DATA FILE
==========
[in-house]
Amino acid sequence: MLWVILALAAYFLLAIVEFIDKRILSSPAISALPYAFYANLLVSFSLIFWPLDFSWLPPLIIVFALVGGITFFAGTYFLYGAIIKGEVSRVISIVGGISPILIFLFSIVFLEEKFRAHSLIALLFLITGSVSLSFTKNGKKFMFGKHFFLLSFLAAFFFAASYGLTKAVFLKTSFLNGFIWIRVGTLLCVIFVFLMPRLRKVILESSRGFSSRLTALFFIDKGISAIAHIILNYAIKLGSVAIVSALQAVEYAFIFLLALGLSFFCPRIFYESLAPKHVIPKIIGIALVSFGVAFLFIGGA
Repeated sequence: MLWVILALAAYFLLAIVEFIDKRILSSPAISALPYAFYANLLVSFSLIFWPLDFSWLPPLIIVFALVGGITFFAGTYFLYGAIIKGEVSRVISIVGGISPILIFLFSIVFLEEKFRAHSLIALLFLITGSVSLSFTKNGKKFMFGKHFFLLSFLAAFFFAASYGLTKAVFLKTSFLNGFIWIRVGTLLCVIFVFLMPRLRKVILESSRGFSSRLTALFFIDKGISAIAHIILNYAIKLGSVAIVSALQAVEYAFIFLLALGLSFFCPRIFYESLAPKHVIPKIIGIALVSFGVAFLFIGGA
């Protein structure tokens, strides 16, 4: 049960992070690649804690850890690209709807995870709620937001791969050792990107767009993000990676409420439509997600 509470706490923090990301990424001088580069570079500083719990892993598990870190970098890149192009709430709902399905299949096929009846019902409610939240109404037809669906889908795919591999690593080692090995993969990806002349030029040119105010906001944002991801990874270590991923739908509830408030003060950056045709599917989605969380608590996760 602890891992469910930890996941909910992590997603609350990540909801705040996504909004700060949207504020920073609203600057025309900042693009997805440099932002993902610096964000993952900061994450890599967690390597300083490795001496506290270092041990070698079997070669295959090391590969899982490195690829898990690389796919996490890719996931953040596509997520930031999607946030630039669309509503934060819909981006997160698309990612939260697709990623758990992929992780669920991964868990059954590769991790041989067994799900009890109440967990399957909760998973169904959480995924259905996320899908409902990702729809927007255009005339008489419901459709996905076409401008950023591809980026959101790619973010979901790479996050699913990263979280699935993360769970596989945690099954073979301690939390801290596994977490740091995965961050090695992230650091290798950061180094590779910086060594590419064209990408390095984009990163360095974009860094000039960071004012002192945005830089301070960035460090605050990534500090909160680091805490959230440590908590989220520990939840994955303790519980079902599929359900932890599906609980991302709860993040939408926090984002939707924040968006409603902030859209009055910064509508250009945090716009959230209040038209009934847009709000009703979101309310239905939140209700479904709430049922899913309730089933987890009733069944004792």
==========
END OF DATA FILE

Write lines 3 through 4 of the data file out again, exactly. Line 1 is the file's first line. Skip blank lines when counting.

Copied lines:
Repeated sequence: MLWVILALAAYFLLAIVEFIDKRILSSPAISALPYAFYANLLVSFSLIFWPLDFSWLPPLIIVFALVGGITFFAGTYFLYGAIIKGEVSRVISIVGGISPILIFLFSIVFLEEKFRAHSLIALLFLITGSVSLSFTKNGKKFMFGKHFFLLSFLAAFFFAASYGLTKAVFLKTSFLNGFIWIRVGTLLCVIFVFLMPRLRKVILESSRGFSSRLTALFFIDKGISAIAHIILNYAIKLGSVAIVSALQAVEYAFIFLLALGLSFFCPRIFYESLAPKHVIPKIIGIALVSFGVAFLFIGGA
């Protein structure tokens, strides 16, 4: 049960992070690649804690850890690209709807995870709620937001791969050792990107767009993000990676409420439509997600 509470706490923090990301990424001088580069570079500083719990892993598990870190970098890149192009709430709902399905299949096929009846019902409610939240109404037809669906889908795919591999690593080692090995993969990806002349030029040119105010906001944002991801990874270590991923739908509830408030003060950056045709599917989605969380608590996760 602890891992469910930890996941909910992590997603609350990540909801705040996504909004700060949207504020920073609203600057025309900042693009997805440099932002993902610096964000993952900061994450890599967690390597300083490795001496506290270092041990070698079997070669295959090391590969899982490195690829898990690389796919996490890719996931953040596509997520930031999607946030630039669309509503934060819909981006997160698309990612939260697709990623758990992929992780669920991964868990059954590769991790041989067994799900009890109440967990399957909760998973169904959480995924259905996320899908409902990702729809927007255009005339008489419901459709996905076409401008950023591809980026959101790619973010979901790479996050699913990263979280699935993360769970596989945690099954073979301690939390801290596994977490740091995965961050090695992230650091290798950061180094590779910086060594590419064209990408390095984009990163360095974009860094000039960071004012002192945005830089301070960035460090605050990534500090909160680091805490959230440590908590989220520990939840994955303790519980079902599929359900932890599906609980991302709860993040939408926090984002939707924040968006409603902030859209009055910064509508250009945090716009959230209040038209009934847009709000009703979101309310239905939140209700479904709430049922899913309730089933987890009733069944004792």